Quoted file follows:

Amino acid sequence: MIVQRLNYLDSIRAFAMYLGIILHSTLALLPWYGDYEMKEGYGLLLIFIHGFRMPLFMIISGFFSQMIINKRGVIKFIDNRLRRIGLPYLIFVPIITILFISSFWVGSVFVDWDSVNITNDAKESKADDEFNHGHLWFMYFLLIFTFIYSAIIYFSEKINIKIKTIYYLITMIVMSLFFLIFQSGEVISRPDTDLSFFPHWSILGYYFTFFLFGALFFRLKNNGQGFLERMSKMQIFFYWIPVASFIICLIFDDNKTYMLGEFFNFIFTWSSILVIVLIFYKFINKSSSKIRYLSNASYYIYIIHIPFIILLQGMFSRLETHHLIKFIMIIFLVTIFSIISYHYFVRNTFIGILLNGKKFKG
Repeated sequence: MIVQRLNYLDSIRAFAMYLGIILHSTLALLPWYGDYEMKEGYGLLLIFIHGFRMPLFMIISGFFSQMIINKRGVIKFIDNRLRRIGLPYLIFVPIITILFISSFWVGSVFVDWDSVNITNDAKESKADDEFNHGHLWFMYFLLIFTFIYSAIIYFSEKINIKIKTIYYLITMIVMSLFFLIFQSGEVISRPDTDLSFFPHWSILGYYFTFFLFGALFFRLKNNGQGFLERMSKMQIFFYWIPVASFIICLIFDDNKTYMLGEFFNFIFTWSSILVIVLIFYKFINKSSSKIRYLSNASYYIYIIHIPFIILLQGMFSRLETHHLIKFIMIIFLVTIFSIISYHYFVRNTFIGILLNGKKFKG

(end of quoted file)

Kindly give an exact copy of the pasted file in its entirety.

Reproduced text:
Amino acid sequence: MIVQRLNYLDSIRAFAMYLGIILHSTLALLPWYGDYEMKEGYGLLLIFIHGFRMPLFMIISGFFSQMIINKRGVIKFIDNRLRRIGLPYLIFVPIITILFISSFWVGSVFVDWDSVNITNDAKESKADDEFNHGHLWFMYFLLIFTFIYSAIIYFSEKINIKIKTIYYLITMIVMSLFFLIFQSGEVISRPDTDLSFFPHWSILGYYFTFFLFGALFFRLKNNGQGFLERMSKMQIFFYWIPVASFIICLIFDDNKTYMLGEFFNFIFTWSSILVIVLIFYKFINKSSSKIRYLSNASYYIYIIHIPFIILLQGMFSRLETHHLIKFIMIIFLVTIFSIISYHYFVRNTFIGILLNGKKFKG
Repeated sequence: MIVQRLNYLDSIRAFAMYLGIILHSTLALLPWYGDYEMKEGYGLLLIFIHGFRMPLFMIISGFFSQMIINKRGVIKFIDNRLRRIGLPYLIFVPIITILFISSFWVGSVFVDWDSVNITNDAKESKADDEFNHGHLWFMYFLLIFTFIYSAIIYFSEKINIKIKTIYYLITMIVMSLFFLIFQSGEVISRPDTDLSFFPHWSILGYYFTFFLFGALFFRLKNNGQGFLERMSKMQIFFYWIPVASFIICLIFDDNKTYMLGEFFNFIFTWSSILVIVLIFYKFINKSSSKIRYLSNASYYIYIIHIPFIILLQGMFSRLETHHLIKFIMIIFLVTIFSIISYHYFVRNTFIGILLNGKKFKG